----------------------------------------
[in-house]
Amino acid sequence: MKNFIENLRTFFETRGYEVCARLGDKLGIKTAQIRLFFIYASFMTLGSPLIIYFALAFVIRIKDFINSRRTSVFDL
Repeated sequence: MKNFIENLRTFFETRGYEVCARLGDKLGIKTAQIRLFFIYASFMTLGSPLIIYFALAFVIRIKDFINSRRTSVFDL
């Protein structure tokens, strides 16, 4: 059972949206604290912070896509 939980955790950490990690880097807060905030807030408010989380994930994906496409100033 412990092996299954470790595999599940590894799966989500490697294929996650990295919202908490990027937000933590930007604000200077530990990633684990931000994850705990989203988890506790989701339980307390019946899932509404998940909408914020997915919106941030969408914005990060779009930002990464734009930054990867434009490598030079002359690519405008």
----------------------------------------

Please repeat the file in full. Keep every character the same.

[in-house]
Amino acid sequence: MKNFIENLRTFFETRGYEVCARLGDKLGIKTAQIRLFFIYASFMTLGSPLIIYFALAFVIRIKDFINSRRTSVFDL
Repeated sequence: MKNFIENLRTFFETRGYEVCARLGDKLGIKTAQIRLFFIYASFMTLGSPLIIYFALAFVIRIKDFINSRRTSVFDL
């Protein structure tokens, strides 16, 4: 059972949206604290912070896509 939980955790950490990690880097807060905030807030408010989380994930994906496409100033 412990092996299954470790595999599940590894799966989500490697294929996650990295919202908490990027937000933590930007604000200077530990990633684990931000994850705990989203988890506790989701339980307390019946899932509404998940909408914020997915919106941030969408914005990060779009930002990464734009930054990867434009490598030079002359690519405008």